Engineers who work with rubber products make trade-offs. For example, nitrile gaskets can resist high temperatures but can’t withstand sunlight. Neoprene gaskets can resist the sun’s ultraviolet rays but can’t match nitrile’s abrasion resistance at high temperatures. Both materials are oil resistant, but neoprene costs less. If abrasion resistance isn’t important, then neoprene gaskets may be the better choice.
Engineers also face trade-offs when comparing standard rubber parts vs. custom rubber parts. Standard parts are designed for a range of applications, but can they meet the requirements for your specific application? Also, because of the current supply chain crisis, it’s usually faster, easier, less expensive, and less risky to use standard parts than custom parts.
That’s bad news if you need a custom part, but can you use a standard part instead? There may be rubber products available with the dimensions, properties, and performance that you need. And separating what you need from what would be nice-to-have is always important. Let’s start with some basics and then consider design and development, manufacturing, inventory management, and service and support.
The Basics of Custom vs. Standard Rubber Parts
Standard parts follow a manufacturer’s regular naming or numbering convention and can be found in their catalog or on their website. They’re usually kept in stock by the manufacturer or its distributor and, increasingly, are available for sale on e-commerce sites like Amazon. Sometimes, these components are known as commercial standard parts, supplier standard parts, or commercial off-the-shelf (COTS) parts.
Custom parts may follow a manufacturer’s naming or numbering convention but aren’t part of their catalog or on their website. Unless you made special arrangements, quantities are not kept in stock, which results in longer lead times even when there aren’t supply chain disruptions. You may be able to use an on-line configurator to specify what you want to buy, but it’s easier to order standard components.
Design and Development
Engineers who use standard rubber parts can short product development cycles, reduce costs, and speed time-to-market. In part, that’s because standard products often have 3D CAD files that you can request and then add to your design. You’ll save time since you won’t have to draw the part and, if you’ve used the item before, you probably won’t need to get approvals.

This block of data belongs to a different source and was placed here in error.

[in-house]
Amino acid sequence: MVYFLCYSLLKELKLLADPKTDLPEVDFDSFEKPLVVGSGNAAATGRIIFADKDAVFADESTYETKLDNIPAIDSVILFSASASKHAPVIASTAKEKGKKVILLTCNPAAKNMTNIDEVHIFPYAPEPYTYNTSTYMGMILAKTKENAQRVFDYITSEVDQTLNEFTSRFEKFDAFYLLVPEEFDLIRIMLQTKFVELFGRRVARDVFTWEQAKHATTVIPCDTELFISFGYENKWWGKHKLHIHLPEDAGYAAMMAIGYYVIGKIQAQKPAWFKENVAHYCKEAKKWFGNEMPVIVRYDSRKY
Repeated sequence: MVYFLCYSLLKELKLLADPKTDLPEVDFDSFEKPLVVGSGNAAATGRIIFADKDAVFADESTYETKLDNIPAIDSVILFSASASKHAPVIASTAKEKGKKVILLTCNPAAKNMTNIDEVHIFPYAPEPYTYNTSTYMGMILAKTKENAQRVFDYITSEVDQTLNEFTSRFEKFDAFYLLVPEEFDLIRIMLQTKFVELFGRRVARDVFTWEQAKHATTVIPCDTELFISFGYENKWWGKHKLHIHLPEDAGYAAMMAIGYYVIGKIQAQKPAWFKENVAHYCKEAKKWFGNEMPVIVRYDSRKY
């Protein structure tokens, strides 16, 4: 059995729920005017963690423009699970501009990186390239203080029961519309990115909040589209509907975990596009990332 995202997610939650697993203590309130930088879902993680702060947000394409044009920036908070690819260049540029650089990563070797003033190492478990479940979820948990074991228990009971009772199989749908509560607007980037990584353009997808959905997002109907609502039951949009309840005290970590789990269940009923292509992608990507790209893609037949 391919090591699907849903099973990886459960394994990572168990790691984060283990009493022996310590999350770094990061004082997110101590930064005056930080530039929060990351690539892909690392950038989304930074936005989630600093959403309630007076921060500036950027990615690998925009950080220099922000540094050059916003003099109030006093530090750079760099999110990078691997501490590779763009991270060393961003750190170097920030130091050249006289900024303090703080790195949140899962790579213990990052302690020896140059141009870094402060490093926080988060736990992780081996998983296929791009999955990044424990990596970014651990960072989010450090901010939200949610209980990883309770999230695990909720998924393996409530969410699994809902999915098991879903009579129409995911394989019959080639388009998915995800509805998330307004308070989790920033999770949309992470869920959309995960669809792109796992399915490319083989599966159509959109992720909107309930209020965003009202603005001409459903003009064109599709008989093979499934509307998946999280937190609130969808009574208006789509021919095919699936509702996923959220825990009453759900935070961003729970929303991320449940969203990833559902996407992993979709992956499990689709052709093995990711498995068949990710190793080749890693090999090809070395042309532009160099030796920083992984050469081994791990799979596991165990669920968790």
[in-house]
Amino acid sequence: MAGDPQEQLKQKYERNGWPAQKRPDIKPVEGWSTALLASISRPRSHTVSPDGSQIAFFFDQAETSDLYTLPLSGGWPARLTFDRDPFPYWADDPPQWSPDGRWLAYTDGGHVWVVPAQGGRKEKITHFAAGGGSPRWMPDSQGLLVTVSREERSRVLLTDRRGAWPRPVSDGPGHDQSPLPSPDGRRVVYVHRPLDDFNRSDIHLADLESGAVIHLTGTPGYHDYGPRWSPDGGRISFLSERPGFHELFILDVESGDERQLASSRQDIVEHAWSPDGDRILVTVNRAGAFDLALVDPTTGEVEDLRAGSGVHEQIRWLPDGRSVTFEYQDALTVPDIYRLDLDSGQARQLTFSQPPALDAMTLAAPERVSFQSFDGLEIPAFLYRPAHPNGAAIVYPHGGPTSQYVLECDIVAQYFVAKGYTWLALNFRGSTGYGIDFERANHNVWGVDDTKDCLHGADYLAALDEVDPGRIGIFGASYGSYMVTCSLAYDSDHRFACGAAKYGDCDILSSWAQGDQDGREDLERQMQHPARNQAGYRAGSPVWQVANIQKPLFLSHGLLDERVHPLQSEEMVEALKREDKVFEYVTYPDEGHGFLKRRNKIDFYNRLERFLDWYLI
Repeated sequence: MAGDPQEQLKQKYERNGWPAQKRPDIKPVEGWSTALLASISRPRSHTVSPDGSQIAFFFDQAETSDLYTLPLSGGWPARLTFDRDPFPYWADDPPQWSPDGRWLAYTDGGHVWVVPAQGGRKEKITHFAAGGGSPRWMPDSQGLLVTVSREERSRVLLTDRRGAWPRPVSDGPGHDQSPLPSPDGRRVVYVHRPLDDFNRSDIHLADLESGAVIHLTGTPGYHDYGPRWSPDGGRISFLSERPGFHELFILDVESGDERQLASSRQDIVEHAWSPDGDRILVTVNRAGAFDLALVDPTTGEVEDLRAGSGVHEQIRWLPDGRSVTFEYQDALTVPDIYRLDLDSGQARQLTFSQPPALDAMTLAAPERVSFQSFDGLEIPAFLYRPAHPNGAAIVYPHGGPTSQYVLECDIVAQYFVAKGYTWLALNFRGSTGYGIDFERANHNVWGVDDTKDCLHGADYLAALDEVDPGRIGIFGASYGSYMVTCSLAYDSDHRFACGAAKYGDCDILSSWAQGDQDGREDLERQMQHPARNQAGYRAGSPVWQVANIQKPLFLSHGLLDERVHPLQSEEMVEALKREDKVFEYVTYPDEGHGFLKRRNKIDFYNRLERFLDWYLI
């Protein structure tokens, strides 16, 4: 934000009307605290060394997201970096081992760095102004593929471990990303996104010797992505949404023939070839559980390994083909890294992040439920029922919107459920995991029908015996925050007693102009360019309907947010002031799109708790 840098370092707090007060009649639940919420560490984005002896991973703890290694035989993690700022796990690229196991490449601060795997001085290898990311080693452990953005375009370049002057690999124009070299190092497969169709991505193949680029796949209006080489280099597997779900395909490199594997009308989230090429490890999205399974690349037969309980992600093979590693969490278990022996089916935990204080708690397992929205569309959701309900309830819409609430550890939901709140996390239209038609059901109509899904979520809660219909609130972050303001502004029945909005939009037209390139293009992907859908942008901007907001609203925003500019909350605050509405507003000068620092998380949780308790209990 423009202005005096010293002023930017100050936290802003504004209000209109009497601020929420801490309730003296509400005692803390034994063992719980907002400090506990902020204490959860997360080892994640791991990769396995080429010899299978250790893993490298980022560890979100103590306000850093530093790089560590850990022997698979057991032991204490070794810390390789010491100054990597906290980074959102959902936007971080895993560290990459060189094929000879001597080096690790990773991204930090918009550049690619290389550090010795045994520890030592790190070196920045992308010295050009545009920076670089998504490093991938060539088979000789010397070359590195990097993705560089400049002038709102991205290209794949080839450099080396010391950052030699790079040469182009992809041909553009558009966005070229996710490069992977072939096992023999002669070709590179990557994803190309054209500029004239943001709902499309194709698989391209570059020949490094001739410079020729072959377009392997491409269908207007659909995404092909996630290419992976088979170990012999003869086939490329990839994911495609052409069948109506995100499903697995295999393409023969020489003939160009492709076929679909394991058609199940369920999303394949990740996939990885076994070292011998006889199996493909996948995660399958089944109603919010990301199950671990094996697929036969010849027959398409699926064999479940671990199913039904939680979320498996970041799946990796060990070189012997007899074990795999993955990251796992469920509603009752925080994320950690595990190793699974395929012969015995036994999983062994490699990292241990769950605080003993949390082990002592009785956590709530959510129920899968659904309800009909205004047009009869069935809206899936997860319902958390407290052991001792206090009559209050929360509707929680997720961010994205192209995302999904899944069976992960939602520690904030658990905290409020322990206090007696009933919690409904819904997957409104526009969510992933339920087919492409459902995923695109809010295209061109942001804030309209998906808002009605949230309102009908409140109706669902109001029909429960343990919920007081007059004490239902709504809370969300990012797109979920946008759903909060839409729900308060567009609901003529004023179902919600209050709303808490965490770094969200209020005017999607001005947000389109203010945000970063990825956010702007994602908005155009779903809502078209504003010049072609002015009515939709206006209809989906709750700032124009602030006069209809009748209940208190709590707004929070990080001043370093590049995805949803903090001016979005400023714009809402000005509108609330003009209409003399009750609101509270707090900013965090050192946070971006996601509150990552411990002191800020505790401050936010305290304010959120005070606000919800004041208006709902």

Every custom rubber part that’s added to an assembly takes time to draw – and some designs can be especially time-consuming. So, it’s important to ask yourself if designing a custom part is really worth it. Then, once the part is drawn, there are approvals to wait for and testing and documentation that’s required. By contrast, standard parts have already been tested and usually have spec sheets.
Standard rubber parts also offer benefits in terms of manufacturing. You’ll reduce the risk of problems with quality and consistency since the manufacturer produces the part regularly and across repeated runs. That’s not always the case with custom parts that are produced infrequently and by personnel who may no longer work for the company when it’s time to reorder.
Standard parts also help you to reduce tooling costs. Consider the difference between a custom molded part and a standard rubber extrusion. The custom molded part requires new tooling that you wait for and pay for. If your order quantities are low, the return on investment (ROI) is long. By contrast, the standard rubber extrusion is produced with an existing die and in higher volumes for a quicker ROI.
Using standard parts also minimizes the risk of stock-outs that could cause your operations to come to a grinding halt. Most suppliers don’t keep custom parts in inventory, but they do stock standard parts according to safety factors and other practices. Yet, there’s a flip side to availability. With standard parts, there’s a carrying cost that the supplier passes along in order to keep sufficient quantities on hand.
You could stock everything you need in your own facility, but then you’d incur your own costs for things like heating, cooling, lighting, and heating. There are other considerations as well. Could the standard parts you order work with different assemblies? For example, if you manufacture several types of heavy trucks, you might be able to design doors on different vehicles that use the same extrusion for the seal.
Service and Support
The use of standard parts also enables you to give and receive better service and support. When you order products, the standard part number that you provide is one the supplier will recognize. That might not be the case with a custom part, which can lead to a time-consuming search for documentation and revision histories. If your own customer needs a replacement, you’ll also be able to send a part more readily.
In general, standard rubber parts are faster and easier to produce, which results in shorter lead times. Because they don’t require special tooling, these parts may also cost less. Partnering with Elasto Proxy gives you the flexibility to store either standard or custom rubber parts in our warehouses, but we invite you to think carefully about whether you need a custom part – and if you can afford to wait for one.
To discuss your application, contact us.